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Clin Infect Dis. 2011 Jan 15;52(2):219-27. doi: 10.1093/cid/ciq110.

Influenza susceptibility, severity, and shedding in HIV-infected adults: a review of the literature.

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Division of Infectious Diseases, Department of Medicine, Emory University School of Medicine, Atlanta, GA 30303, USA.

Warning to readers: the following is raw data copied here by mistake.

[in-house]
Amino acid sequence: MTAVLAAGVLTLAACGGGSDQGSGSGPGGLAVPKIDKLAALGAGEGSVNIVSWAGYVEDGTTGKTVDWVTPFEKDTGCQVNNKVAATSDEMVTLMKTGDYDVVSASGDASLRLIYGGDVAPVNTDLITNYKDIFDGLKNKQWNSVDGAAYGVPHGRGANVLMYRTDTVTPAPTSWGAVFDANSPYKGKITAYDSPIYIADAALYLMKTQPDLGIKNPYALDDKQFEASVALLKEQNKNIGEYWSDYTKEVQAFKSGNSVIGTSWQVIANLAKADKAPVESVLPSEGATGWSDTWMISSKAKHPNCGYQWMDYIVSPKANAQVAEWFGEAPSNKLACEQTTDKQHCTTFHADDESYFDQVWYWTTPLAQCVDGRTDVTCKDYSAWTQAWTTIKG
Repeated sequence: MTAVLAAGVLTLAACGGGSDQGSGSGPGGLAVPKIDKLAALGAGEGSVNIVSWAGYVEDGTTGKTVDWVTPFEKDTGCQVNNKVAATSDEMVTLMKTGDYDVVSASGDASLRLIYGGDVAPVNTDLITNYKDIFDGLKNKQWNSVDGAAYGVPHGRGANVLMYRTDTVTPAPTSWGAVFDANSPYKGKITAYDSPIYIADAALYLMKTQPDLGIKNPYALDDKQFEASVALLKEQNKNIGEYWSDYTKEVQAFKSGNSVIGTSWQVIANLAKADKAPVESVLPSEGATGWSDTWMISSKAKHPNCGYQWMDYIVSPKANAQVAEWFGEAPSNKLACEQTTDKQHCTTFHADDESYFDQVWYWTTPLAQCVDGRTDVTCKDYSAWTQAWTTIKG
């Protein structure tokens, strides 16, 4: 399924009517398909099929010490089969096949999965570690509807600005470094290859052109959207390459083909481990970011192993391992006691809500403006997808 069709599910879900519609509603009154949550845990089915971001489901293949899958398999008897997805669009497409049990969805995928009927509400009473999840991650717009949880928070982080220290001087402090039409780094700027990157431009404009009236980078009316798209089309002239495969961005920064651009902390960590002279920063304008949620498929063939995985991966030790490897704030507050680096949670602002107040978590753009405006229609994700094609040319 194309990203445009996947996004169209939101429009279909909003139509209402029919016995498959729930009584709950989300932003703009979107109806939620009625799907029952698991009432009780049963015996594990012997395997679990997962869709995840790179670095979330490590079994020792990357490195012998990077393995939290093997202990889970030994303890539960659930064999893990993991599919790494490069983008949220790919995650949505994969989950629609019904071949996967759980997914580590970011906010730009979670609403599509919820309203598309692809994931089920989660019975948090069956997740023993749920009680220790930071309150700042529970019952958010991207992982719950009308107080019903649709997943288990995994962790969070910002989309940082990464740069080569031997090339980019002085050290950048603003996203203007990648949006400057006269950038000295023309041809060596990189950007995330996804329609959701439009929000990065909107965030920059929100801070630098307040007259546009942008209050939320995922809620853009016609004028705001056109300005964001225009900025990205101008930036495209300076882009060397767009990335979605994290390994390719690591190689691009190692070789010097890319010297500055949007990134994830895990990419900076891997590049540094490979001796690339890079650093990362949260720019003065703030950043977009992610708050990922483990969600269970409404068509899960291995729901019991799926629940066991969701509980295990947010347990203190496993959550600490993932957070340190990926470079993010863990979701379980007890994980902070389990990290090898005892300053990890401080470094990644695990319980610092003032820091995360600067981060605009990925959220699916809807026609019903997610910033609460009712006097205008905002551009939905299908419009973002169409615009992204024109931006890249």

Influenza is a common cause of respiratory illness in adults infected with human immunodeficiency virus (HIV), but current knowledge about seasonal and 2009 H1N1 pandemic influenza A (H1N1pdm) virus infections in HIV-infected persons is limited. In this paper, we review the existing literature regarding influenza susceptibility, severity, and shedding in HIV-infected adults. Data show HIV infection does not significantly increase susceptibility to influenza. AIDS is associated with greater seasonal influenza-related morbidity and mortality, but the risk associated with HIV infection among those with less immune suppression is largely unknown. Immunologic compromise has been shown to increase the magnitude and duration of influenza virus shedding; however, these studies are limited within HIV-infected populations. With regards to H1N1pdm, data are even more limited. Reports raise concern of increased severity among HIV-infected persons, although this may be driven by other comorbid illnesses. Prospective studies are needed among HIV-infected persons to more definitively investigate influenza susceptibility, severity, and shedding.

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